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Aaron Matz

Associate Professor of English
Chair, English Department

Department: English
Office Address: Miller 204
Office Phone: (909) 607-8120
Email: aaron.matz@scrippscollege.edu
Aaron Matz

Academic History

  • B.A, M.A., Ph.D. (Comparative Literature), Yale University

Areas of Expertise

British fiction, 1850-present. History of the novel in England and France. Literature and morality. Realism, satire, and theory of genre.

Books

Biography

Aaron Matz teaches and writes about the English and French novel of the nineteenth and twentieth centuries. His first book, Satire in an Age of Realism, traces the blurring of realism into satire in the late Victorian period. Focusing on the novels of Eliot, Hardy, Gissing, and Conrad, and the theater of Ibsen, Satire in an Age of Realism argues that the transformation of Victorian realism into a more caustic mode helped grant it immense moral authority, but also led to its demise.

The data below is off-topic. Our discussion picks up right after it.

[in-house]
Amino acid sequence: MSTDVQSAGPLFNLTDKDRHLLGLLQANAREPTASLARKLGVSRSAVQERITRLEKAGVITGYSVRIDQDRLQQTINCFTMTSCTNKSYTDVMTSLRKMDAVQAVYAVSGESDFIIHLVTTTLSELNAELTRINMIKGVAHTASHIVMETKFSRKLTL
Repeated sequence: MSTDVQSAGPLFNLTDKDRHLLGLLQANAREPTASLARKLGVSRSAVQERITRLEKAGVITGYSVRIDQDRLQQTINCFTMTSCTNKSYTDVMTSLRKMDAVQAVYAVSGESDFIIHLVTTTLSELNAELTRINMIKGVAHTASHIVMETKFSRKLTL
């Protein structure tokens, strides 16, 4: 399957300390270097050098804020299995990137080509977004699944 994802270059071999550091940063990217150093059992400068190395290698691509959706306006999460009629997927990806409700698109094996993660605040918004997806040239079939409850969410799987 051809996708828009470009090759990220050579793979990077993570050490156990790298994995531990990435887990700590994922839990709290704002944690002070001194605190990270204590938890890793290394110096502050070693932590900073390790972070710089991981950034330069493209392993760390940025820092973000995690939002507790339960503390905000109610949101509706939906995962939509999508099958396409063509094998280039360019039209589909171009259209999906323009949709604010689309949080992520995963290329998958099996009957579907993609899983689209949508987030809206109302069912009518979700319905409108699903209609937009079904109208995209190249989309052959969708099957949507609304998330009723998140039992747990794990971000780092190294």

His second book, The Novel and the Problem of New Life, turns to a related question lurking in the history of the novel. The novel since the nineteenth century has displayed a thorny ambivalence toward the question of having children. In its representation of human vitality it can seem to promote the giving of life, but again and again it betrays a nagging doubt about the moral implications of procreation. The Novel and the Problem of New Life identifies this tension as a defining quality of modern British and European fiction. Beginning with the procreative-skeptical writings of Flaubert, Butler, and Hardy, then turning to the high modernist work of Lawrence, Woolf, and Huxley, and culminating in the postwar fiction of Lessing and others, the book chronicles the history of the novel as it came to accommodate greater misgivings about the morality of reproduction. This is the first study to examine in literature a problem that has long troubled philosophers, environmental thinkers, and so many people in everyday life.

Professor Matz’s essays on English and French literature have appeared in the London Review of Books, Bookforum, and elsewhere; his academic articles have been published in Victorian Studies, Novel, ELH, and other journals.

At Scripps he teaches courses on the Victorian novel, the modern British novel, the literature of the fin de siècle, modern drama, realism in fiction and painting, the history of satire, and the idea of character in fiction. He also teaches senior seminars on Hardy, Lawrence, and Woolf, and a graduate course on the Victorian novel at Claremont Graduate University.

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